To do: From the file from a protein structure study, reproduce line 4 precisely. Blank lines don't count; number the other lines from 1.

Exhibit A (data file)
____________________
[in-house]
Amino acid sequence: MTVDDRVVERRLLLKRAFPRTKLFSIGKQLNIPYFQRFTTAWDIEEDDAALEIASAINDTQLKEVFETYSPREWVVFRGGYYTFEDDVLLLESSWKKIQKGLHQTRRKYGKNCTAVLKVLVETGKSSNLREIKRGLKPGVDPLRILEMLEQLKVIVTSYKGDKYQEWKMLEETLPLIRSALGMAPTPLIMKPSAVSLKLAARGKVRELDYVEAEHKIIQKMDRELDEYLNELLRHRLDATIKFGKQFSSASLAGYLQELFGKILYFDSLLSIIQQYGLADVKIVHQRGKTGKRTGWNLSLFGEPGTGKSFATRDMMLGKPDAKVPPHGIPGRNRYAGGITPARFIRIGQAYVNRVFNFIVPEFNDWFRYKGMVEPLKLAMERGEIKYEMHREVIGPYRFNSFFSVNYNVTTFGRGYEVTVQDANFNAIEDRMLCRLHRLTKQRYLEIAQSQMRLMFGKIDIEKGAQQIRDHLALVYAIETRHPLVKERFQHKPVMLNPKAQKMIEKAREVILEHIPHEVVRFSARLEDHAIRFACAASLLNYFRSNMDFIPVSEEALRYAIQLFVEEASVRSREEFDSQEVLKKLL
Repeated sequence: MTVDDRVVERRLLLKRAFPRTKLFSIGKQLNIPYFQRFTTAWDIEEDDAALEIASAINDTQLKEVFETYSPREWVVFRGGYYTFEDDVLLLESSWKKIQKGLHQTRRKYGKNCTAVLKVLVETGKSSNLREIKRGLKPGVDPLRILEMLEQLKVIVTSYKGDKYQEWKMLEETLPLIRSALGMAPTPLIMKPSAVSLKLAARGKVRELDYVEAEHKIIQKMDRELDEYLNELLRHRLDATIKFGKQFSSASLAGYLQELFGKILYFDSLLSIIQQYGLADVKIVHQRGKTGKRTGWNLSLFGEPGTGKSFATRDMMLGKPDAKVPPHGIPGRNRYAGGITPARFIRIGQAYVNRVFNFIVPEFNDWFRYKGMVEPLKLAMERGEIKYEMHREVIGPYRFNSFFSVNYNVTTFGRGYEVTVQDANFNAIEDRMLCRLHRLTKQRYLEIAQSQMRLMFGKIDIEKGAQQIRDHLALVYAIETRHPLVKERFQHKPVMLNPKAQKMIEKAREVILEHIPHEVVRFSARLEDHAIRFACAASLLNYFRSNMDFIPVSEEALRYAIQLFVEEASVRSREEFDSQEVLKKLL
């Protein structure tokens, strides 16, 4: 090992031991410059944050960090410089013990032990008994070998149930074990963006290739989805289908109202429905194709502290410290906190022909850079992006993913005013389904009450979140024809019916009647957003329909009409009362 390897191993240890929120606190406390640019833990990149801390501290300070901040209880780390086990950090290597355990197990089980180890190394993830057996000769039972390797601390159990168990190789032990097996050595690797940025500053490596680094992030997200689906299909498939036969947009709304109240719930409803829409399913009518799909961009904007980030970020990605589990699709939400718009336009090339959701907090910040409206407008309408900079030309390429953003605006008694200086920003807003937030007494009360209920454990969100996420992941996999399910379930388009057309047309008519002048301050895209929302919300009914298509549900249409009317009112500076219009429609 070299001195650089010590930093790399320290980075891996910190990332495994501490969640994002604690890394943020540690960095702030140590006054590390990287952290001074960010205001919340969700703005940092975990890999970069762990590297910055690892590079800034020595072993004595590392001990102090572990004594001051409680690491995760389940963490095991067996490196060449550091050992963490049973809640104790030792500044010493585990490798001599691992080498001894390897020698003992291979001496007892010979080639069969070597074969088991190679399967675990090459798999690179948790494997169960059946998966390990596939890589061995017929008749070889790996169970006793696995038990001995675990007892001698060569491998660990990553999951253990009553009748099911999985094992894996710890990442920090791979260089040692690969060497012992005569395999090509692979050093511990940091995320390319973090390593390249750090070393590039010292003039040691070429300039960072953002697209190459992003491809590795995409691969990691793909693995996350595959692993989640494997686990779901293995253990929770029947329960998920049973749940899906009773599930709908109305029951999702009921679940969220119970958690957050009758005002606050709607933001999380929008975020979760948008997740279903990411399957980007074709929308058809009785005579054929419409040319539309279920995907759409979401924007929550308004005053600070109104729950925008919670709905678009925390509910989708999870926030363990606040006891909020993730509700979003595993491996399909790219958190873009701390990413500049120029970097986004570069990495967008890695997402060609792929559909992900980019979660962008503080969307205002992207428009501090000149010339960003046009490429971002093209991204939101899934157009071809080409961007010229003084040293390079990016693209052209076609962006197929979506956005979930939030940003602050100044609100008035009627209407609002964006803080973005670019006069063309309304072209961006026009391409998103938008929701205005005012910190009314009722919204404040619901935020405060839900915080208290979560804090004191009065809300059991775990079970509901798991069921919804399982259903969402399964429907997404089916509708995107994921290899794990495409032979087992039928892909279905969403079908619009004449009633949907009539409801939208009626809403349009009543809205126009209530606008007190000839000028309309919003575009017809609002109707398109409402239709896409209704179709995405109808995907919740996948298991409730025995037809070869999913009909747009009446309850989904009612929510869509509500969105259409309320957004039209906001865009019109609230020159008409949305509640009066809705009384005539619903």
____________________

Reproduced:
């Protein structure tokens, strides 16, 4: 090992031991410059944050960090410089013990032990008994070998149930074990963006290739989805289908109202429905194709502290410290906190022909850079992006993913005013389904009450979140024809019916009647957003329909009409009362 390897191993240890929120606190406390640019833990990149801390501290300070901040209880780390086990950090290597355990197990089980180890190394993830057996000769039972390797601390159990168990190789032990097996050595690797940025500053490596680094992030997200689906299909498939036969947009709304109240719930409803829409399913009518799909961009904007980030970020990605589990699709939400718009336009090339959701907090910040409206407008309408900079030309390429953003605006008694200086920003807003937030007494009360209920454990969100996420992941996999399910379930388009057309047309008519002048301050895209929302919300009914298509549900249409009317009112500076219009429609 070299001195650089010590930093790399320290980075891996910190990332495994501490969640994002604690890394943020540690960095702030140590006054590390990287952290001074960010205001919340969700703005940092975990890999970069762990590297910055690892590079800034020595072993004595590392001990102090572990004594001051409680690491995760389940963490095991067996490196060449550091050992963490049973809640104790030792500044010493585990490798001599691992080498001894390897020698003992291979001496007892010979080639069969070597074969088991190679399967675990090459798999690179948790494997169960059946998966390990596939890589061995017929008749070889790996169970006793696995038990001995675990007892001698060569491998660990990553999951253990009553009748099911999985094992894996710890990442920090791979260089040692690969060497012992005569395999090509692979050093511990940091995320390319973090390593390249750090070393590039010292003039040691070429300039960072953002697209190459992003491809590795995409691969990691793909693995996350595959692993989640494997686990779901293995253990929770029947329960998920049973749940899906009773599930709908109305029951999702009921679940969220119970958690957050009758005002606050709607933001999380929008975020979760948008997740279903990411399957980007074709929308058809009785005579054929419409040319539309279920995907759409979401924007929550308004005053600070109104729950925008919670709905678009925390509910989708999870926030363990606040006891909020993730509700979003595993491996399909790219958190873009701390990413500049120029970097986004570069990495967008890695997402060609792929559909992900980019979660962008503080969307205002992207428009501090000149010339960003046009490429971002093209991204939101899934157009071809080409961007010229003084040293390079990016693209052209076609962006197929979506956005979930939030940003602050100044609100008035009627209407609002964006803080973005670019006069063309309304072209961006026009391409998103938008929701205005005012910190009314009722919204404040619901935020405060839900915080208290979560804090004191009065809300059991775990079970509901798991069921919804399982259903969402399964429907997404089916509708995107994921290899794990495409032979087992039928892909279905969403079908619009004449009633949907009539409801939208009626809403349009009543809205126009209530606008007190000839000028309309919003575009017809609002109707398109409402239709896409209704179709995405109808995907919740996948298991409730025995037809070869999913009909747009009446309850989904009612929510869509509500969105259409309320957004039209906001865009019109609230020159008409949305509640009066809705009384005539619903």